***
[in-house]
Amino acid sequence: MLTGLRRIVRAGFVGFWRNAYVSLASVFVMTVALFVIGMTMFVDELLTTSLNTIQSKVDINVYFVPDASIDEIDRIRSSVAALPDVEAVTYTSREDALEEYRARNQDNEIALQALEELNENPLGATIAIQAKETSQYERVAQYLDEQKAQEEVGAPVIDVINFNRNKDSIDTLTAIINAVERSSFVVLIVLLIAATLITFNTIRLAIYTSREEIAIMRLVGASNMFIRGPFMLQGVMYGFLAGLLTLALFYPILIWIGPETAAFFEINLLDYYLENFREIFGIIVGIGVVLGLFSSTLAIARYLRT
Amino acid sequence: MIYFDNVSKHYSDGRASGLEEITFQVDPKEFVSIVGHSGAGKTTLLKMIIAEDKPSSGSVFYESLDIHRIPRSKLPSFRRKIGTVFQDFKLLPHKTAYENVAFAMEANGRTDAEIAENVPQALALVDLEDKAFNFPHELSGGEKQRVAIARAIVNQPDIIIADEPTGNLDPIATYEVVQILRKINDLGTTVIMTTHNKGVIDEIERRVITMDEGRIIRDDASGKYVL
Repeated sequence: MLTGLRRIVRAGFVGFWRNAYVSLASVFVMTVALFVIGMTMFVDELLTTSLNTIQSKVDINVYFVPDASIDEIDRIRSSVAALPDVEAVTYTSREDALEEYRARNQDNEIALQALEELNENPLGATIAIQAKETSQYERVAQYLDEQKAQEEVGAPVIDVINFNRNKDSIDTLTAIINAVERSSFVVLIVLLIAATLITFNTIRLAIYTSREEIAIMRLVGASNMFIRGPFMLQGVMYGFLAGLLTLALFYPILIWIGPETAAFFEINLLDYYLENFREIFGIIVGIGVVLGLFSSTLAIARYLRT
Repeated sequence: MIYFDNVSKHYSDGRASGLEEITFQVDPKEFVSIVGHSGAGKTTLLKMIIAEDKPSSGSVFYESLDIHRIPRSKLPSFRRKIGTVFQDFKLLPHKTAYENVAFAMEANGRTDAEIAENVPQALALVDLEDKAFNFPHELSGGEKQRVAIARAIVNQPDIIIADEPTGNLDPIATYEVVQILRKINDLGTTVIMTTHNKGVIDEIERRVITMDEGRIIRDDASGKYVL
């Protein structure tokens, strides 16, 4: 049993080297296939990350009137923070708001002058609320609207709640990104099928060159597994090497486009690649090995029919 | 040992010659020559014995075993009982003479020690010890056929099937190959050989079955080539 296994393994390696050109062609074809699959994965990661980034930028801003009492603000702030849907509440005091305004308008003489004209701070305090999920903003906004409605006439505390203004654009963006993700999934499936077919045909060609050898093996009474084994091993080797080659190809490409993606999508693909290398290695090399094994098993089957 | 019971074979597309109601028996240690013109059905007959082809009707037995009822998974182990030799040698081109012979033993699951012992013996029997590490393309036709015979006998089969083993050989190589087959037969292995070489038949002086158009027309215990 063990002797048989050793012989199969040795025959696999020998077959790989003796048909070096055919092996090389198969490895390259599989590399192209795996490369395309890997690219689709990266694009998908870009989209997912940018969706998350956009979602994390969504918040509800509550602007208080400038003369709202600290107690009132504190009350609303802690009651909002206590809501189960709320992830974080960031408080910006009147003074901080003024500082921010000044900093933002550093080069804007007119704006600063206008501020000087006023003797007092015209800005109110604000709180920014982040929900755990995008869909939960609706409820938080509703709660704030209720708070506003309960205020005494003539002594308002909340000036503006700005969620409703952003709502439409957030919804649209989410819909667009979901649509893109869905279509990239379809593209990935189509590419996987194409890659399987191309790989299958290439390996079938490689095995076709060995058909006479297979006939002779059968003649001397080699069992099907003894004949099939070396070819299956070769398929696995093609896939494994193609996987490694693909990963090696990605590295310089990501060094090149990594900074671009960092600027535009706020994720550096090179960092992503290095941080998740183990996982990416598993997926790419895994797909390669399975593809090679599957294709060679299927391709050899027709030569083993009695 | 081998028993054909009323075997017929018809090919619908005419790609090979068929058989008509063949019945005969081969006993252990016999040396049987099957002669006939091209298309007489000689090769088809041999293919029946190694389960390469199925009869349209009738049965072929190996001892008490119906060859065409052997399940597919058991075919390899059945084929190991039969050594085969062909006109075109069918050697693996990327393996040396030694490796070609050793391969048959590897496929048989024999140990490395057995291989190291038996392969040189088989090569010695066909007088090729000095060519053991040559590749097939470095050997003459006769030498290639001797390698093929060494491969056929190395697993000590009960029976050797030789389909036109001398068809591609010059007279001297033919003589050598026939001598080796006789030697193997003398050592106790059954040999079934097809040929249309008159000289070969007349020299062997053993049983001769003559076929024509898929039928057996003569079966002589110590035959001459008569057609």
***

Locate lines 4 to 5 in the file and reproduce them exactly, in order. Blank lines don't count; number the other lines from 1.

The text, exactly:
Repeated sequence: MLTGLRRIVRAGFVGFWRNAYVSLASVFVMTVALFVIGMTMFVDELLTTSLNTIQSKVDINVYFVPDASIDEIDRIRSSVAALPDVEAVTYTSREDALEEYRARNQDNEIALQALEELNENPLGATIAIQAKETSQYERVAQYLDEQKAQEEVGAPVIDVINFNRNKDSIDTLTAIINAVERSSFVVLIVLLIAATLITFNTIRLAIYTSREEIAIMRLVGASNMFIRGPFMLQGVMYGFLAGLLTLALFYPILIWIGPETAAFFEINLLDYYLENFREIFGIIVGIGVVLGLFSSTLAIARYLRT
Repeated sequence: MIYFDNVSKHYSDGRASGLEEITFQVDPKEFVSIVGHSGAGKTTLLKMIIAEDKPSSGSVFYESLDIHRIPRSKLPSFRRKIGTVFQDFKLLPHKTAYENVAFAMEANGRTDAEIAENVPQALALVDLEDKAFNFPHELSGGEKQRVAIARAIVNQPDIIIADEPTGNLDPIATYEVVQILRKINDLGTTVIMTTHNKGVIDEIERRVITMDEGRIIRDDASGKYVL